Ethanol groups are in DC to make the case for the largest possible volumetric requirements for biofuels under the Renewable Fuel Standard.
by Jerry Hagstrom, DTN Political Correspondent
WASHINGTON (DTN) — Growth Energy CEO Tom Buis and Renewable Fuels Association President Bob Dinneen were scheduled to meet Tuesday with Environmental Protection Agency and Office of Management Budget officials to make the case for the largest possible volumetric requirements for biofuels under the Renewable Fuel Standard.
Earlier this year, EPA lowered volumetric requirements under the RFS, a move that pleased the oil and meat industries and some consumer advocates, but EPA Administrator Gina McCarthy has said publicly that the final rule will have higher numbers.
Since EPA made its first proposal, gasoline usage has moved upward with the improved economy, and with the corn crop expected to be huge, corn prices have plummeted.
After Agriculture Secretary Tom Vilsack spoke early Tuesday to members of Growth Energy, which represents builders and operators of ethanol plants, Buis told reporters not to bother to call him after the meeting because EPA and OMB officials would not give them an indication of what the final numbers would be.
Buis said the meeting would be “a presentation,” and that EPA and OMB officials are “expected to be stone-faced and would make great poker players.”
He also said that in addition to making the case for higher volumetric requirements, he would urge EPA to abandon its methodology for determining the requirement because it is “giving the keys to oil.”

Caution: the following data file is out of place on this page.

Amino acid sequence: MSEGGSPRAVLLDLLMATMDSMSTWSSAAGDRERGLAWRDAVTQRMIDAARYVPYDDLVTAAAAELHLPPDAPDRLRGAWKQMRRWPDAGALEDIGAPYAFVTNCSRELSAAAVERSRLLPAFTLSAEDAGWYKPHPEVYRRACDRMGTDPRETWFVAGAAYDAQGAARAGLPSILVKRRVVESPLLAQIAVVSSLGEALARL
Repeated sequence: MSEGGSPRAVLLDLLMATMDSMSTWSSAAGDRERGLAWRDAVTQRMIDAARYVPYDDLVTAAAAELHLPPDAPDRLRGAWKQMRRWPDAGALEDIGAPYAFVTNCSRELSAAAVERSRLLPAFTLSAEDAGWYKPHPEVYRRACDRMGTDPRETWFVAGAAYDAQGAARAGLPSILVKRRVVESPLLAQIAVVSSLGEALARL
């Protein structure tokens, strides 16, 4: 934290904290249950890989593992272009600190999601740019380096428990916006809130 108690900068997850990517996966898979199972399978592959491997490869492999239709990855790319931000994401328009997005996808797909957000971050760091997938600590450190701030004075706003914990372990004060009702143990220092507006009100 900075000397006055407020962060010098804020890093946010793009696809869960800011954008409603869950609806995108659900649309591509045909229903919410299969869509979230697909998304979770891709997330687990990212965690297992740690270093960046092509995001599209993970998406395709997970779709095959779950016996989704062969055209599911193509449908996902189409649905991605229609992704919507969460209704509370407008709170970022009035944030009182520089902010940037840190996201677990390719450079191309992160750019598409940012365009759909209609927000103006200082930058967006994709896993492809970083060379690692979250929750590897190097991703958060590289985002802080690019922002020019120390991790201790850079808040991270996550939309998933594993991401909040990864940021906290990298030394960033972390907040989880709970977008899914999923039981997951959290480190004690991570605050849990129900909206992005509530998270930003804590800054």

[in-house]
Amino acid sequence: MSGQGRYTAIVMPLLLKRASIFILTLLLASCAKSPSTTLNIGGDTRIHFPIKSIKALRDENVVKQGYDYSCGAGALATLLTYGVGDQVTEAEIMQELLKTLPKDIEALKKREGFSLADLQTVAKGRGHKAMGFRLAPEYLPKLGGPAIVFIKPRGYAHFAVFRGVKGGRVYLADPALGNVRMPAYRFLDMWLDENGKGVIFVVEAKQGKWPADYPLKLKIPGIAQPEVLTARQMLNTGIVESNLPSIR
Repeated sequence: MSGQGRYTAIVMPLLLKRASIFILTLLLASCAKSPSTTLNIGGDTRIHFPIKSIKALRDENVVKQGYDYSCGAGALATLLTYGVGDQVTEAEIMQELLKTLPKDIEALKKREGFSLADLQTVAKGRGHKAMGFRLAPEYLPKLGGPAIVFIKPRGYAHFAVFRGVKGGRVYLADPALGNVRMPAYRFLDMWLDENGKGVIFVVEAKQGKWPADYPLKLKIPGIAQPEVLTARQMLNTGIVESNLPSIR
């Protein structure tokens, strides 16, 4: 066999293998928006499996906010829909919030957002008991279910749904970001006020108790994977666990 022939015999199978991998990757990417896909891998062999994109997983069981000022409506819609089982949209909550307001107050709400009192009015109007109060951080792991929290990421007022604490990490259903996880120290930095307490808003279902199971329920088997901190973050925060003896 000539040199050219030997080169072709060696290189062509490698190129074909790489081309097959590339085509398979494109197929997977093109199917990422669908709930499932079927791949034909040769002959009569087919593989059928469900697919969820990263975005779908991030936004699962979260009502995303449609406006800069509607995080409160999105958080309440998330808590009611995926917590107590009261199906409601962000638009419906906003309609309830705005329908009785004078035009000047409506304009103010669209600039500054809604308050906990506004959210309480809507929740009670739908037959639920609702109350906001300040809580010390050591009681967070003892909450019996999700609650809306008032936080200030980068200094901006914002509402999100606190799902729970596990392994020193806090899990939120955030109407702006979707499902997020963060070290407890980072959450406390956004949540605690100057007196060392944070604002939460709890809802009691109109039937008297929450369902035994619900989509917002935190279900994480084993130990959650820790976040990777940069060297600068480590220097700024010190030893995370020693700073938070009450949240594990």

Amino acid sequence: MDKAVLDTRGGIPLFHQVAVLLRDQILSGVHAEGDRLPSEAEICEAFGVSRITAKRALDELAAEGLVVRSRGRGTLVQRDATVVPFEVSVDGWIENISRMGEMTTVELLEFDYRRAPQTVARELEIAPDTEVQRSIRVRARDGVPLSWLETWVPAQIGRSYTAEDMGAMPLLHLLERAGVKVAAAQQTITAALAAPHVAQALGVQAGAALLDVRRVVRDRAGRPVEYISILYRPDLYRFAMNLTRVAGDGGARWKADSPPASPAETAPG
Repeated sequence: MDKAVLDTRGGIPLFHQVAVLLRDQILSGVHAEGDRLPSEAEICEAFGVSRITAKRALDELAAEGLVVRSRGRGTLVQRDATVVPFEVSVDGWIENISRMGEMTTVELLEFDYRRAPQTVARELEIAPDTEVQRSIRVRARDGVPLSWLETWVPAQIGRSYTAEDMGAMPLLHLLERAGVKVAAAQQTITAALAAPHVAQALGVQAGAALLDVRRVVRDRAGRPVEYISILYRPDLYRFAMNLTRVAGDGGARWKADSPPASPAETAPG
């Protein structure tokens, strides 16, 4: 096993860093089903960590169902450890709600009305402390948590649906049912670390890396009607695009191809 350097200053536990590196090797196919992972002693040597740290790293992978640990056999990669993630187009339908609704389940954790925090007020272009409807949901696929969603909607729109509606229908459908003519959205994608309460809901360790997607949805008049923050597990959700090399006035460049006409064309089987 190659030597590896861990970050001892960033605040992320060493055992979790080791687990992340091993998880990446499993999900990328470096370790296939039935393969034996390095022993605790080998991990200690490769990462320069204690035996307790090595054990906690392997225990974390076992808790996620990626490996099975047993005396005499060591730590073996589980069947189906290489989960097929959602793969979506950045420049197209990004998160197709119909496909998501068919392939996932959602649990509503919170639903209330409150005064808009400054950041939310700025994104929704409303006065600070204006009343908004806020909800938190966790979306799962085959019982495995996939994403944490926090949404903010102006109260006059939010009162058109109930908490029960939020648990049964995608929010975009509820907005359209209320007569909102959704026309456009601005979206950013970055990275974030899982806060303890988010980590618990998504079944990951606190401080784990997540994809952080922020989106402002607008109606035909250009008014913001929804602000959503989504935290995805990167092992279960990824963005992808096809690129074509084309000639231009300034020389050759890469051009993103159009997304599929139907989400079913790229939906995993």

Vilsack confirmed that he expects the volumetric requirements to be higher than EPA's original proposal, but he urged the industry to think more broadly about how to increase consumption of renewable fuels, including corn-based ethanol.
The industry's focus on the RFS “has a tendency to be a negative message,” Vilsack said.
Asked how the expected huge corn crop can be absorbed, Vilsack suggested that the ethanol industry think beyond gasoline for automobiles to exports, the Defense Department, the airline industry and other products.
He also noted that Congress had forbidden USDA to use one program to finance blender pumps, but that he plans to use the business and industry loan program to continue to help provide infrastructure for the industry.
Vilsack also said he will urge EPA to make the vapor rule for E10 and E15 the same, and that he is working with other federal agencies to try to resolve problems that Growth Energy considers governmental impediments to the further development of the industry.
Ethanol advocates should be aggressive in defending the fuel they produce and not be afraid to point out that the oil industry has a “stranglehold” on gasoline distribution, he said.
“I love taking on the big guys,” Vilsack said. “My dad used to say the bigger they are the harder they fall.”
He also urged Growth Energy members to be creative in their usage of social media to get their message out and to watch a recently released documentary called “Pump,” produced by the Fuel Freedom Foundation, which “tells the story of America's addiction to oil.”
Vilsack, who was the Democratic governor of Iowa when corn-based ethanol developed as an industry, said he remains optimistic about its prospects.
“We keep inching forward,” he said.
At a news conference after Vilsack's speech, Buis said his members would go to Capitol Hill to urge members of Congress not to make any changes in the RFS.
Buis acknowledged that Congress is not going to pass any anti-ethanol legislation before the election, but he added, “Everyone is playing defense. They are not going to pass anything. We have to defend the program.”
At the news conference, Abe Hughes, vice president of New Holland North America, said his company is supporting the RFS because it provides stability to corn prices and to rural America.
© Copyright 2014 DTN/The Progressive Farmer. All rights reserved.
Posted with DTN Permission by Haylie Shipp